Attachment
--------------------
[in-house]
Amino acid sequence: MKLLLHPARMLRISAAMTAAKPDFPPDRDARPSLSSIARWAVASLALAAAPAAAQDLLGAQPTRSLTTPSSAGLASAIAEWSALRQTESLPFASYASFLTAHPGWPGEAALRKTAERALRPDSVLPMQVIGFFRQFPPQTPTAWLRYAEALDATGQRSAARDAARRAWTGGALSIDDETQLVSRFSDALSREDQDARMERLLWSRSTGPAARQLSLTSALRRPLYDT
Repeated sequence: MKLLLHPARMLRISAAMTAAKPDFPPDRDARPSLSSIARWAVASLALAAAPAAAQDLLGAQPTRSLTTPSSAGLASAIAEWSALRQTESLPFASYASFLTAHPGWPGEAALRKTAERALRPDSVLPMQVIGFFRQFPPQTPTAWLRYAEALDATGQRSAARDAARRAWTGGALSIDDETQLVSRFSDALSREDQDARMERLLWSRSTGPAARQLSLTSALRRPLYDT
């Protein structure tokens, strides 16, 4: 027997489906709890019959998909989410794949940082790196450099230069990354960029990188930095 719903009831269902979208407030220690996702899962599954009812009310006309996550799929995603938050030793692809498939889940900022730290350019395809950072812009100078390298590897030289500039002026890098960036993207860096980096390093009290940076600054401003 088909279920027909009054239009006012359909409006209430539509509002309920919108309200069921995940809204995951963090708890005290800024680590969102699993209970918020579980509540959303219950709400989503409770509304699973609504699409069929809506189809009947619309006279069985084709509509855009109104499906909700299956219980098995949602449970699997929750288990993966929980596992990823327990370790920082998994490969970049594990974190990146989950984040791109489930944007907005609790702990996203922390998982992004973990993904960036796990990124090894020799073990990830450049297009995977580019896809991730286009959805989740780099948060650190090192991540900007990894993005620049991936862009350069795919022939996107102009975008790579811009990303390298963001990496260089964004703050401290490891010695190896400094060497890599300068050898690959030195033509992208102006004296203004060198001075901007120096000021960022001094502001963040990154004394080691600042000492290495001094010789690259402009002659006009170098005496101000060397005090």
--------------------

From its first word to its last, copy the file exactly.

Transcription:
[in-house]
Amino acid sequence: MKLLLHPARMLRISAAMTAAKPDFPPDRDARPSLSSIARWAVASLALAAAPAAAQDLLGAQPTRSLTTPSSAGLASAIAEWSALRQTESLPFASYASFLTAHPGWPGEAALRKTAERALRPDSVLPMQVIGFFRQFPPQTPTAWLRYAEALDATGQRSAARDAARRAWTGGALSIDDETQLVSRFSDALSREDQDARMERLLWSRSTGPAARQLSLTSALRRPLYDT
Repeated sequence: MKLLLHPARMLRISAAMTAAKPDFPPDRDARPSLSSIARWAVASLALAAAPAAAQDLLGAQPTRSLTTPSSAGLASAIAEWSALRQTESLPFASYASFLTAHPGWPGEAALRKTAERALRPDSVLPMQVIGFFRQFPPQTPTAWLRYAEALDATGQRSAARDAARRAWTGGALSIDDETQLVSRFSDALSREDQDARMERLLWSRSTGPAARQLSLTSALRRPLYDT
């Protein structure tokens, strides 16, 4: 027997489906709890019959998909989410794949940082790196450099230069990354960029990188930095 719903009831269902979208407030220690996702899962599954009812009310006309996550799929995603938050030793692809498939889940900022730290350019395809950072812009100078390298590897030289500039002026890098960036993207860096980096390093009290940076600054401003 088909279920027909009054239009006012359909409006209430539509509002309920919108309200069921995940809204995951963090708890005290800024680590969102699993209970918020579980509540959303219950709400989503409770509304699973609504699409069929809506189809009947619309006279069985084709509509855009109104499906909700299956219980098995949602449970699997929750288990993966929980596992990823327990370790920082998994490969970049594990974190990146989950984040791109489930944007907005609790702990996203922390998982992004973990993904960036796990990124090894020799073990990830450049297009995977580019896809991730286009959805989740780099948060650190090192991540900007990894993005620049991936862009350069795919022939996107102009975008790579811009990303390298963001990496260089964004703050401290490891010695190896400094060497890599300068050898690959030195033509992208102006004296203004060198001075901007120096000021960022001094502001963040990154004394080691600042000492290495001094010789690259402009002659006009170098005496101000060397005090």